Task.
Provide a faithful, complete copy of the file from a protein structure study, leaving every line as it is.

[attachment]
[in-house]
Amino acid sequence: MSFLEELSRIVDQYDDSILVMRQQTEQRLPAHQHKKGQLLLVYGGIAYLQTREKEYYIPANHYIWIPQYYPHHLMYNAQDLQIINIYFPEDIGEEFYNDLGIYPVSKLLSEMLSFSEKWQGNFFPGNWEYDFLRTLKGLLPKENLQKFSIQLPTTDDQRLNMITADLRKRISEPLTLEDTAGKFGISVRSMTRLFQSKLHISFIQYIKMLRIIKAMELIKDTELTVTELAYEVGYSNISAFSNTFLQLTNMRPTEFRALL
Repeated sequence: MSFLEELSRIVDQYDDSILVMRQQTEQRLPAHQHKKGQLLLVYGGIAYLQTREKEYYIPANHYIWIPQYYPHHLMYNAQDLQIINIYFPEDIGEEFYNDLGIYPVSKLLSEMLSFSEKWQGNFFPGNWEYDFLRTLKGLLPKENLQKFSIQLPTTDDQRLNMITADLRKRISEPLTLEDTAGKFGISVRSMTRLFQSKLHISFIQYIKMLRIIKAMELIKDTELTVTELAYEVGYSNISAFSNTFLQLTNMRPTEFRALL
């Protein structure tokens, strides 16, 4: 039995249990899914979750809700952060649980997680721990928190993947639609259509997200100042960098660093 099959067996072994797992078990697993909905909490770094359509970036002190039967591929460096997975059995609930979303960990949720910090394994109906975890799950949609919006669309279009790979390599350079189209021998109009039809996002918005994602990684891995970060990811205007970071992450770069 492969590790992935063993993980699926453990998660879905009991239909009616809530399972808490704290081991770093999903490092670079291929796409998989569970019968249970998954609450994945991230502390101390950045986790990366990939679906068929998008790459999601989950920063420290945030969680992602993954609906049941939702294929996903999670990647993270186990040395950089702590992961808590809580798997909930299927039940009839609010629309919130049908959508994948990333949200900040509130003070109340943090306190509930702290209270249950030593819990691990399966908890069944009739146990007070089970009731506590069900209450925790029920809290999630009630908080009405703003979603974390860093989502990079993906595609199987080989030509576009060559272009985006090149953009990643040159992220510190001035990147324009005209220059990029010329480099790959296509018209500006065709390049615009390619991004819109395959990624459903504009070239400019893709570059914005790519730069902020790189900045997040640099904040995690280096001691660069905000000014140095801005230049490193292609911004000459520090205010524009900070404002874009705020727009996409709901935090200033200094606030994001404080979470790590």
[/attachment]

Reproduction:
[in-house]
Amino acid sequence: MSFLEELSRIVDQYDDSILVMRQQTEQRLPAHQHKKGQLLLVYGGIAYLQTREKEYYIPANHYIWIPQYYPHHLMYNAQDLQIINIYFPEDIGEEFYNDLGIYPVSKLLSEMLSFSEKWQGNFFPGNWEYDFLRTLKGLLPKENLQKFSIQLPTTDDQRLNMITADLRKRISEPLTLEDTAGKFGISVRSMTRLFQSKLHISFIQYIKMLRIIKAMELIKDTELTVTELAYEVGYSNISAFSNTFLQLTNMRPTEFRALL
Repeated sequence: MSFLEELSRIVDQYDDSILVMRQQTEQRLPAHQHKKGQLLLVYGGIAYLQTREKEYYIPANHYIWIPQYYPHHLMYNAQDLQIINIYFPEDIGEEFYNDLGIYPVSKLLSEMLSFSEKWQGNFFPGNWEYDFLRTLKGLLPKENLQKFSIQLPTTDDQRLNMITADLRKRISEPLTLEDTAGKFGISVRSMTRLFQSKLHISFIQYIKMLRIIKAMELIKDTELTVTELAYEVGYSNISAFSNTFLQLTNMRPTEFRALL
């Protein structure tokens, strides 16, 4: 039995249990899914979750809700952060649980997680721990928190993947639609259509997200100042960098660093 099959067996072994797992078990697993909905909490770094359509970036002190039967591929460096997975059995609930979303960990949720910090394994109906975890799950949609919006669309279009790979390599350079189209021998109009039809996002918005994602990684891995970060990811205007970071992450770069 492969590790992935063993993980699926453990998660879905009991239909009616809530399972808490704290081991770093999903490092670079291929796409998989569970019968249970998954609450994945991230502390101390950045986790990366990939679906068929998008790459999601989950920063420290945030969680992602993954609906049941939702294929996903999670990647993270186990040395950089702590992961808590809580798997909930299927039940009839609010629309919130049908959508994948990333949200900040509130003070109340943090306190509930702290209270249950030593819990691990399966908890069944009739146990007070089970009731506590069900209450925790029920809290999630009630908080009405703003979603974390860093989502990079993906595609199987080989030509576009060559272009985006090149953009990643040159992220510190001035990147324009005209220059990029010329480099790959296509018209500006065709390049615009390619991004819109395959990624459903504009070239400019893709570059914005790519730069902020790189900045997040640099904040995690280096001691660069905000000014140095801005230049490193292609911004000459520090205010524009900070404002874009705020727009996409709901935090200033200094606030994001404080979470790590």